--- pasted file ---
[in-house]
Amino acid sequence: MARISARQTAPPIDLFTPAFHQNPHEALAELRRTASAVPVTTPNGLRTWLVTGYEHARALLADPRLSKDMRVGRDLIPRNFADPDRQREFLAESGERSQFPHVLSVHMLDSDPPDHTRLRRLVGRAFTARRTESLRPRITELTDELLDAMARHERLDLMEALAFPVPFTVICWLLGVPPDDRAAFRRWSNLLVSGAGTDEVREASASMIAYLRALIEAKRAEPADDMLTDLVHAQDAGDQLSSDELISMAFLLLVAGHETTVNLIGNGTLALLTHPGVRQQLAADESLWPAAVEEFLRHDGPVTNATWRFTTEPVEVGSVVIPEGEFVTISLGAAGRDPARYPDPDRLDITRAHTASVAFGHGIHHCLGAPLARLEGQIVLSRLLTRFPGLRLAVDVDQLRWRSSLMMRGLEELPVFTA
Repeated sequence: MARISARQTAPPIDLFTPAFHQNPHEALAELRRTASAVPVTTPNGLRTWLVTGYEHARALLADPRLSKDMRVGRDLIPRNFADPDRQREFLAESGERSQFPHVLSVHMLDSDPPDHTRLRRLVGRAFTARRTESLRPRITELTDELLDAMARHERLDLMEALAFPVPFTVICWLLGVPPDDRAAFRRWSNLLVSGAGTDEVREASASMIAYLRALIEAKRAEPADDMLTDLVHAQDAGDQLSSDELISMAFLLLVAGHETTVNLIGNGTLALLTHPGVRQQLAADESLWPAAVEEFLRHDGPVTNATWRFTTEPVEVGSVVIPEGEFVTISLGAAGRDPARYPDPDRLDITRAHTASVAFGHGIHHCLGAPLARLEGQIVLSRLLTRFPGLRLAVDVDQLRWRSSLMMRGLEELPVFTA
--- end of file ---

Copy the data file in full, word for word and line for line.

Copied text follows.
[in-house]
Amino acid sequence: MARISARQTAPPIDLFTPAFHQNPHEALAELRRTASAVPVTTPNGLRTWLVTGYEHARALLADPRLSKDMRVGRDLIPRNFADPDRQREFLAESGERSQFPHVLSVHMLDSDPPDHTRLRRLVGRAFTARRTESLRPRITELTDELLDAMARHERLDLMEALAFPVPFTVICWLLGVPPDDRAAFRRWSNLLVSGAGTDEVREASASMIAYLRALIEAKRAEPADDMLTDLVHAQDAGDQLSSDELISMAFLLLVAGHETTVNLIGNGTLALLTHPGVRQQLAADESLWPAAVEEFLRHDGPVTNATWRFTTEPVEVGSVVIPEGEFVTISLGAAGRDPARYPDPDRLDITRAHTASVAFGHGIHHCLGAPLARLEGQIVLSRLLTRFPGLRLAVDVDQLRWRSSLMMRGLEELPVFTA
Repeated sequence: MARISARQTAPPIDLFTPAFHQNPHEALAELRRTASAVPVTTPNGLRTWLVTGYEHARALLADPRLSKDMRVGRDLIPRNFADPDRQREFLAESGERSQFPHVLSVHMLDSDPPDHTRLRRLVGRAFTARRTESLRPRITELTDELLDAMARHERLDLMEALAFPVPFTVICWLLGVPPDDRAAFRRWSNLLVSGAGTDEVREASASMIAYLRALIEAKRAEPADDMLTDLVHAQDAGDQLSSDELISMAFLLLVAGHETTVNLIGNGTLALLTHPGVRQQLAADESLWPAAVEEFLRHDGPVTNATWRFTTEPVEVGSVVIPEGEFVTISLGAAGRDPARYPDPDRLDITRAHTASVAFGHGIHHCLGAPLARLEGQIVLSRLLTRFPGLRLAVDVDQLRWRSSLMMRGLEELPVFTA